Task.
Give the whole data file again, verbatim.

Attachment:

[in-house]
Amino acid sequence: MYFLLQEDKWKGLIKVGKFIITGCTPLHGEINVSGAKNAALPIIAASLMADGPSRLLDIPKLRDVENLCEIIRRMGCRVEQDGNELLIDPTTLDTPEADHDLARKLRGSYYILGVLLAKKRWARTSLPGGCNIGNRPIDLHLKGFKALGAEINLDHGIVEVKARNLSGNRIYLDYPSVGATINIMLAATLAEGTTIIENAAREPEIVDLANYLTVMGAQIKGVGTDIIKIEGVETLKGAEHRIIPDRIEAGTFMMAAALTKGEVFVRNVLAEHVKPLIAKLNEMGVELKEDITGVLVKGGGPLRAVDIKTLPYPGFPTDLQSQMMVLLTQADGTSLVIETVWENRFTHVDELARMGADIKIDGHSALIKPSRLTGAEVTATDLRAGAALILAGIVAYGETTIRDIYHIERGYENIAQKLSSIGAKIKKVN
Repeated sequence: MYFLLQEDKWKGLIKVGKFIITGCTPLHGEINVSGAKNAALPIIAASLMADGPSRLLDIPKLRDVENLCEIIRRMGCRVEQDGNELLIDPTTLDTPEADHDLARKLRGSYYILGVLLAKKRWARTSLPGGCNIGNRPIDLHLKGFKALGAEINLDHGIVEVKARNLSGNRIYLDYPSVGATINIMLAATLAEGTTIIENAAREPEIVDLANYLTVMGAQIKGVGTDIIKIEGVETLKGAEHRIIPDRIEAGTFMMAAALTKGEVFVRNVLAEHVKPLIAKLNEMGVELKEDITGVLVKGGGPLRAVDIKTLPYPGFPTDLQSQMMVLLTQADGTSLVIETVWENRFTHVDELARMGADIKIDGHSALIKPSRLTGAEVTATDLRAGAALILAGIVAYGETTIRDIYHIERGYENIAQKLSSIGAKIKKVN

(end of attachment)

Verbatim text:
[in-house]
Amino acid sequence: MYFLLQEDKWKGLIKVGKFIITGCTPLHGEINVSGAKNAALPIIAASLMADGPSRLLDIPKLRDVENLCEIIRRMGCRVEQDGNELLIDPTTLDTPEADHDLARKLRGSYYILGVLLAKKRWARTSLPGGCNIGNRPIDLHLKGFKALGAEINLDHGIVEVKARNLSGNRIYLDYPSVGATINIMLAATLAEGTTIIENAAREPEIVDLANYLTVMGAQIKGVGTDIIKIEGVETLKGAEHRIIPDRIEAGTFMMAAALTKGEVFVRNVLAEHVKPLIAKLNEMGVELKEDITGVLVKGGGPLRAVDIKTLPYPGFPTDLQSQMMVLLTQADGTSLVIETVWENRFTHVDELARMGADIKIDGHSALIKPSRLTGAEVTATDLRAGAALILAGIVAYGETTIRDIYHIERGYENIAQKLSSIGAKIKKVN
Repeated sequence: MYFLLQEDKWKGLIKVGKFIITGCTPLHGEINVSGAKNAALPIIAASLMADGPSRLLDIPKLRDVENLCEIIRRMGCRVEQDGNELLIDPTTLDTPEADHDLARKLRGSYYILGVLLAKKRWARTSLPGGCNIGNRPIDLHLKGFKALGAEINLDHGIVEVKARNLSGNRIYLDYPSVGATINIMLAATLAEGTTIIENAAREPEIVDLANYLTVMGAQIKGVGTDIIKIEGVETLKGAEHRIIPDRIEAGTFMMAAALTKGEVFVRNVLAEHVKPLIAKLNEMGVELKEDITGVLVKGGGPLRAVDIKTLPYPGFPTDLQSQMMVLLTQADGTSLVIETVWENRFTHVDELARMGADIKIDGHSALIKPSRLTGAEVTATDLRAGAALILAGIVAYGETTIRDIYHIERGYENIAQKLSSIGAKIKKVN